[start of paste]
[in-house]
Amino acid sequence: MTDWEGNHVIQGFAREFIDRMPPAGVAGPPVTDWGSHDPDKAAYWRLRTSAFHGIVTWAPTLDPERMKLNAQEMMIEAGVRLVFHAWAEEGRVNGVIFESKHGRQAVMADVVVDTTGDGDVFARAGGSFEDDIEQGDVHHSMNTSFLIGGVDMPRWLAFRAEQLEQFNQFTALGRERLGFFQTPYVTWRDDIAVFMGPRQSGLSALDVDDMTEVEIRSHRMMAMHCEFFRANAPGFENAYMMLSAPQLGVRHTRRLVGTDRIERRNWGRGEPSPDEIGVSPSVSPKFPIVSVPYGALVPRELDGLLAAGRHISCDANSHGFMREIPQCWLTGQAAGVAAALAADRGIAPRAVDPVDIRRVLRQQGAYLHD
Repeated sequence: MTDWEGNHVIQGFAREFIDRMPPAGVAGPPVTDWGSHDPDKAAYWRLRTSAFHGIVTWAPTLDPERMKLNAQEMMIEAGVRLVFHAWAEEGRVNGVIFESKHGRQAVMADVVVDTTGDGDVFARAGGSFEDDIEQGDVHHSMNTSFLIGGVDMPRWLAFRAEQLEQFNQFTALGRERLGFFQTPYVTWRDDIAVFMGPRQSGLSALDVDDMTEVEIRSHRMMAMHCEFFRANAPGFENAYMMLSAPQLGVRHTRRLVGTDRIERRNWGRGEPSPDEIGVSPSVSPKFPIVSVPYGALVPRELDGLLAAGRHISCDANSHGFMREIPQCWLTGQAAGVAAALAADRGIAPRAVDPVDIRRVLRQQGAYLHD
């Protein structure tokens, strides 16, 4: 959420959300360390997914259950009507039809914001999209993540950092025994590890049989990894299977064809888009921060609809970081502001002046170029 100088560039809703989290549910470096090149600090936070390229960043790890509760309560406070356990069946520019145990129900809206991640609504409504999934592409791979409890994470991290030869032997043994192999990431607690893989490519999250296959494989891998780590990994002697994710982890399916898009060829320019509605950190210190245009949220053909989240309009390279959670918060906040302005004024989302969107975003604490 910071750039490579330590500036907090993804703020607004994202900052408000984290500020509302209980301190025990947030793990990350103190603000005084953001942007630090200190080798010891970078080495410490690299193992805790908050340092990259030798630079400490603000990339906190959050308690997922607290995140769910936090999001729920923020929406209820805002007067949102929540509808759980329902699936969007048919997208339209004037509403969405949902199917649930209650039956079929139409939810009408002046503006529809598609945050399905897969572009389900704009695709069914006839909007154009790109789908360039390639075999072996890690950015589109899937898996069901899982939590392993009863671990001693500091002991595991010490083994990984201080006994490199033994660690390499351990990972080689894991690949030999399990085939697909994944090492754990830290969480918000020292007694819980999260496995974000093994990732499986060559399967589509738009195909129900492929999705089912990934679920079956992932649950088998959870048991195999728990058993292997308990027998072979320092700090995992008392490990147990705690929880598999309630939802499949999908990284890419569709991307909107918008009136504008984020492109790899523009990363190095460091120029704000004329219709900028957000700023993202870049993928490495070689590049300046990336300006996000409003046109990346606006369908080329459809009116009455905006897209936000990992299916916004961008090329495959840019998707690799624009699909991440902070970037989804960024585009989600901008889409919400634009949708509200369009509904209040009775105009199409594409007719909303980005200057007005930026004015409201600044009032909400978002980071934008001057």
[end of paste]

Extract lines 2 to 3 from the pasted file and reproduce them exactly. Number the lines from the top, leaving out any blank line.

Amino acid sequence: MTDWEGNHVIQGFAREFIDRMPPAGVAGPPVTDWGSHDPDKAAYWRLRTSAFHGIVTWAPTLDPERMKLNAQEMMIEAGVRLVFHAWAEEGRVNGVIFESKHGRQAVMADVVVDTTGDGDVFARAGGSFEDDIEQGDVHHSMNTSFLIGGVDMPRWLAFRAEQLEQFNQFTALGRERLGFFQTPYVTWRDDIAVFMGPRQSGLSALDVDDMTEVEIRSHRMMAMHCEFFRANAPGFENAYMMLSAPQLGVRHTRRLVGTDRIERRNWGRGEPSPDEIGVSPSVSPKFPIVSVPYGALVPRELDGLLAAGRHISCDANSHGFMREIPQCWLTGQAAGVAAALAADRGIAPRAVDPVDIRRVLRQQGAYLHD
Repeated sequence: MTDWEGNHVIQGFAREFIDRMPPAGVAGPPVTDWGSHDPDKAAYWRLRTSAFHGIVTWAPTLDPERMKLNAQEMMIEAGVRLVFHAWAEEGRVNGVIFESKHGRQAVMADVVVDTTGDGDVFARAGGSFEDDIEQGDVHHSMNTSFLIGGVDMPRWLAFRAEQLEQFNQFTALGRERLGFFQTPYVTWRDDIAVFMGPRQSGLSALDVDDMTEVEIRSHRMMAMHCEFFRANAPGFENAYMMLSAPQLGVRHTRRLVGTDRIERRNWGRGEPSPDEIGVSPSVSPKFPIVSVPYGALVPRELDGLLAAGRHISCDANSHGFMREIPQCWLTGQAAGVAAALAADRGIAPRAVDPVDIRRVLRQQGAYLHD